TCP congestion avoidance algorithm

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The TCP uses a network congestion avoidance algorithm that includes various aspects of an additive-increase-multiplicative-decrease (AIMD) scheme, with other schemes such as slow-start in order to achieve congestion avoidance.


[edit] TCP Tahoe and Reno

Two such variations are those offered by TCP Tahoe and Reno. The two algorithms were retrospectively named after the 4.3BSD Unix operating system in which each first appeared. The “Tahoe” algorithm first appeared in 4.3BSD-Tahoe (which was made to support the CCI Power 6/32 “Tahoe” minicomputer), and was made available to non-AT&T licensees as part of the “4.3BSD Networking Release 1”; this ensured its wide distribution and implementation. Improvements, described below, were made in 4.3BSD-Reno and subsequently released to the public as “Networking Release 2” and later 4.4BSD-Lite. The “TCP Foo” names for the algorithms appear to have originated in a 1996 paper by Kevin Fall and Sally Floyd.[1]

To avoid congestion collapse, TCP uses a multi-faceted congestion control strategy. For each connection, TCP maintains a congestion window, limiting the total number of unacknowledged packets that may be in transit end-to-end. This is somewhat analogous to TCP's sliding window used for flow control. TCP uses a mechanism called slow start[2] to increase the congestion window after a connection is initialised and after a timeout. It starts with a window of two times the maximum segment size (MSS). Although the initial rate is low, the rate of increase is very rapid: for every packet acknowledged, the congestion window increases by 1 MSS so that for every round trip time (RTT), the congestion window has doubled. When the congestion window exceeds a threshold ssthresh the algorithm enters a new state, called congestion avoidance. In some implementations (e.g., Linux), the initial ssthresh is large, and so the first slow start usually ends after a loss. However, ssthresh is updated at the end of each slow start, and will often affect subsequent slow starts triggered by timeouts.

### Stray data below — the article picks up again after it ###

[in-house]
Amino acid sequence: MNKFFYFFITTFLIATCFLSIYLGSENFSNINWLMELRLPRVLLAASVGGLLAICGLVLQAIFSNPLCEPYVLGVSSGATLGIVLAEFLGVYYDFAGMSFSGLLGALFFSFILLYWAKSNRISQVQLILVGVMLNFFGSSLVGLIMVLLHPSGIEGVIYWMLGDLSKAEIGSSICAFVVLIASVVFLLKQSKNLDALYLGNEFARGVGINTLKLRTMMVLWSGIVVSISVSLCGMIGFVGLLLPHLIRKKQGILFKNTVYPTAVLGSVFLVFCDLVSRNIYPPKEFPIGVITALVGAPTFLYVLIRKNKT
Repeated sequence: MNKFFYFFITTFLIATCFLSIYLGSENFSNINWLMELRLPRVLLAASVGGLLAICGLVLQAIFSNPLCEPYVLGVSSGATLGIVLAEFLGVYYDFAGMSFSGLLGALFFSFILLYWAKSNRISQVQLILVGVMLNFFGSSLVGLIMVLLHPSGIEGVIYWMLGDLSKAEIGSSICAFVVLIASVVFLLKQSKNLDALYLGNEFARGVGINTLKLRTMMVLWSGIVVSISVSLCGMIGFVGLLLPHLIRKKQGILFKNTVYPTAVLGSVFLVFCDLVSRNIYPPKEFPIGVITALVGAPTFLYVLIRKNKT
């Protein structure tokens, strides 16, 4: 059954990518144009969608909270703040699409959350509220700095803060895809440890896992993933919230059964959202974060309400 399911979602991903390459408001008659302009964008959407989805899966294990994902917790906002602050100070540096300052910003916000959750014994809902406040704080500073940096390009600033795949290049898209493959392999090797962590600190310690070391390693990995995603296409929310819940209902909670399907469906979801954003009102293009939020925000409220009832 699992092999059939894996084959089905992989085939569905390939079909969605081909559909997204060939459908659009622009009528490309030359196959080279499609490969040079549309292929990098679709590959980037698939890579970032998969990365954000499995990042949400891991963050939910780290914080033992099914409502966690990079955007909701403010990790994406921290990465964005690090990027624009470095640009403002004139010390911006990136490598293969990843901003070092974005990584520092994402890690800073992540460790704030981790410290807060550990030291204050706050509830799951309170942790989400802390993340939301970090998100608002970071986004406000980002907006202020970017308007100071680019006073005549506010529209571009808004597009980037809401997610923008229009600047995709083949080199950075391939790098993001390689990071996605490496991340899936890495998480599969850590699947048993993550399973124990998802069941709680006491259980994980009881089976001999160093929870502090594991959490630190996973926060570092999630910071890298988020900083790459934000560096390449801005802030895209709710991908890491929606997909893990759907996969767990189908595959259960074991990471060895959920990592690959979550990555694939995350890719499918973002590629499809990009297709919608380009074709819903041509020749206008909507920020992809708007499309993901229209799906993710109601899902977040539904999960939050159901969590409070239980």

Congestion avoidance: As long as non-duplicate ACKs are received, the congestion window is additively increased by one MSS every round trip time. When a packet is lost, the likelyhood of duplicate ACKs being received is very high (it's possible though unlikely that the stream just underwent extreme packet reordering, which would also prompt duplicate ACKs). The behaviour of Tahoe and Reno differ in how they detect and react to packet loss:

  • Tahoe: Loss is detected when a timeout expires before an ACK is received. Tahoe will then reduce congestion window to 1 MSS, and reset to slow-start state.[citation needed]
  • Reno: If three duplicate ACKs are received (i.e., three ACKs acknowledging the same packet, which are not piggybacked on data, and do not change the receiver's advertised window), Reno will halve the congestion window, perform a "fast retransmit", and enter a phase called Fast Recovery. If an ACK times out, slow start is used as it is with Tahoe.[citation needed]

Fast Recovery. (Reno Only) In this state, TCP retransmits the missing packet that was signaled by 3 duplicate ACKs, and waits for an acknowledgment of the entire transmit window before returning to congestion avoidance. If there is no acknowledgment, TCP Reno experiences a timeout and enters the slow-start state.

Both algorithms reduce congestion window to 1 MSS on a timeout event.

[edit] TCP Vegas

Until the mid 1990s, all TCPs set timeouts and measured round-trip delays were based upon only the last transmitted packet in the transmit buffer. University of Arizona researchers Larry Peterson and Lawrence Brakmo introduced TCP Vegas, in which timeouts were set and round-trip delays were measured for every packet in the transmit buffer. In addition, TCP Vegas uses additive increases and additive decreases in the congestion window. This variant was not widely deployed outside Peterson's laboratory.

[edit] TCP New Reno